Rewind back to summer 2014, when our head of Year 11 emailed me all to say that I would have a new student joining in September. The details were that she was an EAL student who had been studying GCSE Geography in Year 10 in her UK school, but would be joining me to finish off her qualification as an IGCSE student. My initial protest email pointing out the obvious difference in qualification, subsequent missing work and possible additional issues of understanding were met with a one line response from our HOY that I really shouldn’t worry this time, as we had a bit of a ‘superstar’ jetting over our way.
"We had a bit of a ‘superstar’ jetting over our way."
First contact through her parents was made, and my fears of spending endless hours after school filling in the missing pieces of the Geography jigsaw were quickly allayed. These initial fears were really well founded. She had missed an entire IGCSE year of teaching and our specific case studies. We had already been on our four day field visit to Spain where we had collected our data and had spent 20 subsequent hours writing up our 2000 word piece of coursework (first and second drafts) worth 27.5%. Additionally, only half of what she had done in her Y10 Geography lessons matched up with what we had done here in France. She was about to complete 80% of a content heavy IGCSE Geography course in less than one already very short French school year. Ou la la indeed!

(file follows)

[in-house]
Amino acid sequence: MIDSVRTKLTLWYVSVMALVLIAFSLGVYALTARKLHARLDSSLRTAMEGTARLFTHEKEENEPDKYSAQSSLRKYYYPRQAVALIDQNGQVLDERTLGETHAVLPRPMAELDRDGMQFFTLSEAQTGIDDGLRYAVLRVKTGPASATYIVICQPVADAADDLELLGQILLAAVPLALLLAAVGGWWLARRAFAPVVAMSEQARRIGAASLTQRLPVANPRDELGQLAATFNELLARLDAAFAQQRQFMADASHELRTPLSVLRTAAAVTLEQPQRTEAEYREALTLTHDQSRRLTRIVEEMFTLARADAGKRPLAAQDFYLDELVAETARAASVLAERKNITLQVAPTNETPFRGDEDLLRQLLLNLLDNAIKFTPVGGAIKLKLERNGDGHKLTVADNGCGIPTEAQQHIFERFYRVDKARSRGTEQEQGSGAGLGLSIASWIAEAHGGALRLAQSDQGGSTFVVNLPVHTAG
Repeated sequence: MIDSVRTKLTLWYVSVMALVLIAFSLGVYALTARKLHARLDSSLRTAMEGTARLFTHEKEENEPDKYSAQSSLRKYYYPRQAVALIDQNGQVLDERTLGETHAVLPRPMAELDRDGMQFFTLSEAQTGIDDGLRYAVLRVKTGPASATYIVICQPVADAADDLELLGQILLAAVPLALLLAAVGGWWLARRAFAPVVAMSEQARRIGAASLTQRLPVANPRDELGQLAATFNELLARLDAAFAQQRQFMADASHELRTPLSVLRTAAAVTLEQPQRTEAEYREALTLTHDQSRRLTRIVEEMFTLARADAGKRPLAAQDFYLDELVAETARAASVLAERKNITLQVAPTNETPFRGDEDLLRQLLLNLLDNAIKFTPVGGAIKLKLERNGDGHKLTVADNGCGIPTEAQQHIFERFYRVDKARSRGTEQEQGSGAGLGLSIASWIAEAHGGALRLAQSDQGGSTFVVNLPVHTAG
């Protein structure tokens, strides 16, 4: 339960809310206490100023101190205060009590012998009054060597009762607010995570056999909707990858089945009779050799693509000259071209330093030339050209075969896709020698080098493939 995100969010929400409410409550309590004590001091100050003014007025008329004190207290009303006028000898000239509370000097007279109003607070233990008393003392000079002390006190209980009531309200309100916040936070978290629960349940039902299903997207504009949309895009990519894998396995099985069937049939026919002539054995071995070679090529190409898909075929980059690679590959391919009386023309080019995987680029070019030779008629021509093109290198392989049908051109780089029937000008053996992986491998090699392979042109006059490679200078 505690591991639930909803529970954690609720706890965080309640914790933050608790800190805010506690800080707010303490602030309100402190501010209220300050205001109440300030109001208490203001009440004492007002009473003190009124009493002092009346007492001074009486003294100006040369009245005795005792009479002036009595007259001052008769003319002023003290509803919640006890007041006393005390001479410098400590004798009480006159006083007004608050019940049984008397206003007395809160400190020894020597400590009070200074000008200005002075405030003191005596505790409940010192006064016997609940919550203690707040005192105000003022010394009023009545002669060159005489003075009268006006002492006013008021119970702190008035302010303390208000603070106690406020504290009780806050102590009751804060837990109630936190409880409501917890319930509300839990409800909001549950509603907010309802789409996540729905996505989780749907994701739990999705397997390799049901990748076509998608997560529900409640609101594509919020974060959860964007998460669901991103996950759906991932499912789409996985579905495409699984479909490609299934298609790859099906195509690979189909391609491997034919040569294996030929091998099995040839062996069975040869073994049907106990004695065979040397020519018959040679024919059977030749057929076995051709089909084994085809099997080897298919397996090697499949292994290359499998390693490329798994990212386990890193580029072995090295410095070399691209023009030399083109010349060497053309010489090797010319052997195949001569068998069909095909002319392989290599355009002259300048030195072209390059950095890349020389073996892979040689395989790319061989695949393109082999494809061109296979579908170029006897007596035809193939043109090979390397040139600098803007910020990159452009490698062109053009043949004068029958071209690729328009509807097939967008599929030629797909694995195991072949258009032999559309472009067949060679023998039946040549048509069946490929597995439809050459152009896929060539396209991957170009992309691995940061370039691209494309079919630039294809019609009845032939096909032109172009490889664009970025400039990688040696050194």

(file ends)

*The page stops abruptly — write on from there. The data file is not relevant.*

So, let me introduce you to the student in question - Salome Steinke. A student who hails from Germany and who had been schooled in the UK for a number of years, but who was heading south to Toulouse to finish her IGCSE’s before starting her IB course in 2015. I thought that her enjoyment of IGCSE Geography may have been immediately tainted, given that I set her many, many hours of catch-up work to do over the holidays using just our VLE as reference and my email address should she need help.
I remember trying to get my school email to work on a dodgy 3G connection on top of Dune du Pilat during the summer holidays to find out our IGCSE & IB results. Once connected, I was met with a cheery message from Salome that she had finished the work and thanking me for the time I had taken to get it to her. Really?! Already?!